Elisabeth Moss plays Peggy Olson on AMC’s Mad Men.
When asked on NPR’s “Fresh Air” if she studied old ads from the 60s to get a feel for the environment at the time, Moss said, “No, not at all. I’ve done absolutely no research involving Mad Men whatsoever. Let me be very clear. Everything that I’ve learned about advertising in that time period is from the show. You know, my interest has been so much more about Peggy as woman, her emotional life and who she is as a person.”
Moss admits that the time period does not really affect how she plays the character. She told LA Times, “From the very beginning, from the pilot, I didn’t care that it was the 60s. I didn’t care that she was a 60s girl. I wanted to play her like me, like a woman of any time. Because I think that there are things that she experiences and things that all the women on the show experience that we still experience today — maybe in varying degrees. So for me, what I connected to was that she was just a young woman … I just wanted her to be a real person.”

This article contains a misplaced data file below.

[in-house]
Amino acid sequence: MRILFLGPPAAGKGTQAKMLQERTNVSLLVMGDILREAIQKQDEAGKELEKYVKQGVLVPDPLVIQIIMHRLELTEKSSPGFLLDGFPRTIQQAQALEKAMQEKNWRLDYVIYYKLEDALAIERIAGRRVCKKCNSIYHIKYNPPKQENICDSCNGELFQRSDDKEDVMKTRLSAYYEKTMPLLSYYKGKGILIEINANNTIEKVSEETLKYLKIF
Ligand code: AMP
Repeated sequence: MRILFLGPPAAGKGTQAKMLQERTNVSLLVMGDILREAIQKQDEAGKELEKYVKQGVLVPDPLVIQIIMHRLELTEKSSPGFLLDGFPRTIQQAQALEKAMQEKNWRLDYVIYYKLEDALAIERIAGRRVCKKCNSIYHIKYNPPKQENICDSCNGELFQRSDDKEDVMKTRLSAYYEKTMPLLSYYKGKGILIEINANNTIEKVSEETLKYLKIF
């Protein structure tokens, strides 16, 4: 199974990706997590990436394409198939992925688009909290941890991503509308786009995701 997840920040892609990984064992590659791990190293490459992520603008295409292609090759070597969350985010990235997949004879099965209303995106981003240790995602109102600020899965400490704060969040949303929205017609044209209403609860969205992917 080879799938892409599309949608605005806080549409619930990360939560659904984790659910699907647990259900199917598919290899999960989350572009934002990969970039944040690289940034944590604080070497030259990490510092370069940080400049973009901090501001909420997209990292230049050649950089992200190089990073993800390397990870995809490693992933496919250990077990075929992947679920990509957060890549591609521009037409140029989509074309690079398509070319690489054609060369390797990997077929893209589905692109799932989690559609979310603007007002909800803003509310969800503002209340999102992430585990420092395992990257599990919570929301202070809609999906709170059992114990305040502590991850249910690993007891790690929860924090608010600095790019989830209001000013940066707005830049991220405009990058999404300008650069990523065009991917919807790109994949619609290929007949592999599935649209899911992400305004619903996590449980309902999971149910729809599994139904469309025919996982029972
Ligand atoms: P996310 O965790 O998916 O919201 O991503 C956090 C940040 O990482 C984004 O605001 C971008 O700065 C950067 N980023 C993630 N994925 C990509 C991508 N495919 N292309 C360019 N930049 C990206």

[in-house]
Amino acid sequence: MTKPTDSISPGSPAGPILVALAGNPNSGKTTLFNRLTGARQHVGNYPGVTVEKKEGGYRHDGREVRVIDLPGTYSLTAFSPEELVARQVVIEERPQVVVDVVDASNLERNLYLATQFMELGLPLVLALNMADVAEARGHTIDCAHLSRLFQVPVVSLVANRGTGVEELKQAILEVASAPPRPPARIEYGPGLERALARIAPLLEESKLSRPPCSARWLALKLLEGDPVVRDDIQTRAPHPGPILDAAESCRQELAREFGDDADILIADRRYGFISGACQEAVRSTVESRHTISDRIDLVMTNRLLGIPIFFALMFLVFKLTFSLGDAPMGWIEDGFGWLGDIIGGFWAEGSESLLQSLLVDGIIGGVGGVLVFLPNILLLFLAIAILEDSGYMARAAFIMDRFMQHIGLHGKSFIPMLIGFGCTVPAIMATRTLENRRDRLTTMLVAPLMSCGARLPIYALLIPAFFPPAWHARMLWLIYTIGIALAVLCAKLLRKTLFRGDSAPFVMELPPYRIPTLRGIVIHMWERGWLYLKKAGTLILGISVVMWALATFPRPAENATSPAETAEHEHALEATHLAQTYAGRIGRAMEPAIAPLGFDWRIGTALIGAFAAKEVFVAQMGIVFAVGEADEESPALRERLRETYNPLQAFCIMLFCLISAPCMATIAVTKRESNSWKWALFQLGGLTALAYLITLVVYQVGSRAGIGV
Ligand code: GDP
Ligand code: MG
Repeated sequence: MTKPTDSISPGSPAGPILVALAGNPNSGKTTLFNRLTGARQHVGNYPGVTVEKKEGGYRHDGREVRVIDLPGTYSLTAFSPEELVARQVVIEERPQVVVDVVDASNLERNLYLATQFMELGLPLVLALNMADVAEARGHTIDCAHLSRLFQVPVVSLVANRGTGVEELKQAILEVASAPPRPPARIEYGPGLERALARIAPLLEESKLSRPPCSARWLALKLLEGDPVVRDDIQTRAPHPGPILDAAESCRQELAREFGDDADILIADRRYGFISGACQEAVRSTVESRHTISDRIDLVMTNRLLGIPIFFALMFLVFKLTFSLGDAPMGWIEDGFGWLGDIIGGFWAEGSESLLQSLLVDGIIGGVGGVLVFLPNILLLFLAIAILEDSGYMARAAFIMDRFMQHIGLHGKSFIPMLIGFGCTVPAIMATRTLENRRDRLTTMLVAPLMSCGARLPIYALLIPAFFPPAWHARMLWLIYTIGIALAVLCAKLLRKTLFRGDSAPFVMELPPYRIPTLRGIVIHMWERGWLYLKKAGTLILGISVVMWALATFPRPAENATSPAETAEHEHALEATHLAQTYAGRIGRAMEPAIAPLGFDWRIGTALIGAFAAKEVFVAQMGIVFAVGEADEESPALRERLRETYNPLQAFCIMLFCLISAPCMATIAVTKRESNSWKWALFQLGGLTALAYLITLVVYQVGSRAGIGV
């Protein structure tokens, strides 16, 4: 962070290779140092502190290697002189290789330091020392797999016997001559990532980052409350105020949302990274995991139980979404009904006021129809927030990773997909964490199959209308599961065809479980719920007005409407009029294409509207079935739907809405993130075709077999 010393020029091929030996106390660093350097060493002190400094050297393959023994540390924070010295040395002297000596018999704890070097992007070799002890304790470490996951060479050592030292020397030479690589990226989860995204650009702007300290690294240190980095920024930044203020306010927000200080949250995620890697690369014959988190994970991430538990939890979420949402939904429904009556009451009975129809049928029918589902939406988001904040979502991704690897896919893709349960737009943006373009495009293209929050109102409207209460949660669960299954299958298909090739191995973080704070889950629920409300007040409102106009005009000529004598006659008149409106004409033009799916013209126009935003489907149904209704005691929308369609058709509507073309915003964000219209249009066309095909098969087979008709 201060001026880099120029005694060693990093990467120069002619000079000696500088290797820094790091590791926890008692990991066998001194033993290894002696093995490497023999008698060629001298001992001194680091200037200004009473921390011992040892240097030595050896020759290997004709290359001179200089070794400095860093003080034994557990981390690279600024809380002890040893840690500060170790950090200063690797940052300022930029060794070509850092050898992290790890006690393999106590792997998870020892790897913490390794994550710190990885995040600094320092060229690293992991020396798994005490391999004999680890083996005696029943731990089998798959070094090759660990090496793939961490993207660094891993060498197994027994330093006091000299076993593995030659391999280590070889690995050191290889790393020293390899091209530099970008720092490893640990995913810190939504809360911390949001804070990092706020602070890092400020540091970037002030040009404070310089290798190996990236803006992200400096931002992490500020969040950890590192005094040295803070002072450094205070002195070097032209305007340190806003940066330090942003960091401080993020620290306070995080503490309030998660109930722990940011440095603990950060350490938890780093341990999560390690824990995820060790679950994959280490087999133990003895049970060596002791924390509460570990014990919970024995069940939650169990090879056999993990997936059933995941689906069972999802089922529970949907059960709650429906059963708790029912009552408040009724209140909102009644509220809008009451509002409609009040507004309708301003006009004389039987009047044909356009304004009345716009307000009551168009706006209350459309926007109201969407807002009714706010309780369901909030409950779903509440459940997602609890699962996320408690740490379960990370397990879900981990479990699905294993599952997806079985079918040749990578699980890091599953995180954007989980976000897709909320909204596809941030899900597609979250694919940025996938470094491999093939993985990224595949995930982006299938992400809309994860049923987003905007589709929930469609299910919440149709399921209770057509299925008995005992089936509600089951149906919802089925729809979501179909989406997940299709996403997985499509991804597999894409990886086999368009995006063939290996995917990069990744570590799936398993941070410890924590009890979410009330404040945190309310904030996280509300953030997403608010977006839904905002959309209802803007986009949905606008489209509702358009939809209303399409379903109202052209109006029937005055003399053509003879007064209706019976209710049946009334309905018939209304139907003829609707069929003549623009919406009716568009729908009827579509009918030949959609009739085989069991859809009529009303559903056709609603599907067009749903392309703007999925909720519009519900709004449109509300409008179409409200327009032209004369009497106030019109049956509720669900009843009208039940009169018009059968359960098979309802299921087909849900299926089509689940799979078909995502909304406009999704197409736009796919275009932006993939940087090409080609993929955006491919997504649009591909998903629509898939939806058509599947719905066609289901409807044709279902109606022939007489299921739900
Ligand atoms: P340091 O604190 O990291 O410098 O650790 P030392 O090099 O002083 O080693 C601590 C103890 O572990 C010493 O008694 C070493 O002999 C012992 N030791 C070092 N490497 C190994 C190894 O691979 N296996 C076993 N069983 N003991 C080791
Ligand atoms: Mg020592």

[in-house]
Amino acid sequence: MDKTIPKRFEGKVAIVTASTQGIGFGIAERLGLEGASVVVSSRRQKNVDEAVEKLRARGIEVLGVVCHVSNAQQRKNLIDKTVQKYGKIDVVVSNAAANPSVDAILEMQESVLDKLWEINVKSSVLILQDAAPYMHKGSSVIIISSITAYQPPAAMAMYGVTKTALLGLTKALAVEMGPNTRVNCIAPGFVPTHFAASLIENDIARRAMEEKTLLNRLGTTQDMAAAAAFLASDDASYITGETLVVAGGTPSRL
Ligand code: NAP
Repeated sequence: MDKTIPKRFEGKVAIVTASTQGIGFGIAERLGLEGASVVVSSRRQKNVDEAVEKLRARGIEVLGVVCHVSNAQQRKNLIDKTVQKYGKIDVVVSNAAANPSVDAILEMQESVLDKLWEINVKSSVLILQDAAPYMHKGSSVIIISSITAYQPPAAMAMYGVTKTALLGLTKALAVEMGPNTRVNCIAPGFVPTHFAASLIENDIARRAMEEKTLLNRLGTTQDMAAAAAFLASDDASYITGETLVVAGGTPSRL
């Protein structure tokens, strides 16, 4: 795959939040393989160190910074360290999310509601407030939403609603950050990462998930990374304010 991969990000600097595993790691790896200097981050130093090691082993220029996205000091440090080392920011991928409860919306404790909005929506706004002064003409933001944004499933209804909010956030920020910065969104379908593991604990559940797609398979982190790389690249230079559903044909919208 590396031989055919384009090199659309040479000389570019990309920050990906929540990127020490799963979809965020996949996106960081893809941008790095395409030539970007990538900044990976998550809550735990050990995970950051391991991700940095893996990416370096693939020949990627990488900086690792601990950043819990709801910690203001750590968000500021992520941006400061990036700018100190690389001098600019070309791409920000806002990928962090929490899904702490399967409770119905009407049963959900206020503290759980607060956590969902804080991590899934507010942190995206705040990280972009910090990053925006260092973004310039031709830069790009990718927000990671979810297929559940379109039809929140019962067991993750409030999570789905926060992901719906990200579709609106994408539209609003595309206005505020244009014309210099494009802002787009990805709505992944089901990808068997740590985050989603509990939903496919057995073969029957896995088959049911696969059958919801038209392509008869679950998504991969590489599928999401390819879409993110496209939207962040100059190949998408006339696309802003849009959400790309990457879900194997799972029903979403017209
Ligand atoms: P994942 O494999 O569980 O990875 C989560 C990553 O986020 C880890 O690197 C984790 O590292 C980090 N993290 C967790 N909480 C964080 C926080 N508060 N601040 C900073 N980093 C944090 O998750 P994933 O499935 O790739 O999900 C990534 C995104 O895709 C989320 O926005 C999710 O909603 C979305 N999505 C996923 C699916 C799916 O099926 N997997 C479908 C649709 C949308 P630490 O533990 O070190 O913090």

Despite the times, Peggy Olson made some big steps at the advertising company. In the finale, Olson was shown sitting in Don Draper’s chair, the image was reminiscent of this classic image from the Mad Men opening credits. This one shot alone showed how far Peggy had come, from being Don Draper’s lacky to creative director.
“I don’t have Season 7 on paper, and I would say that if you’re talking about [advertising pioneer] Mary Wells, you’re talking about the Jackie Robinson of advertising. That is the exception and not the rule,” Mad Men creator Matt Weiner told HuffPost. “The women’s movement didn’t really even have any traction until the ’70s, and Peggy is still an exceptional person with an unusual job and unusually successful for where she is. There’s one Mary Wells for all the other thousands of women who are trying to get into that job. I don’t think you can name a lot of women who were not at least standing behind a man in an agency.”
“I thought it was so…cool,” Moss said of her final Season 6 scene in an interview with Vulture. “It’s been a long road for her and what’s cool about it for me is that I’ve spent a lot of time in Don’s office. I remember my first scenes were there, giving Don aspirin when he wakes up from his nap. I’ve had a lot of moments and a lot of great scenes in there, so to have come all of this way? It’s very, very cool … I like this idea of Peggy’s journey getting to a place — and I hope to see it in Season 7 — I hope to see her get to a place where she is her own person with her own style, not copying a man.”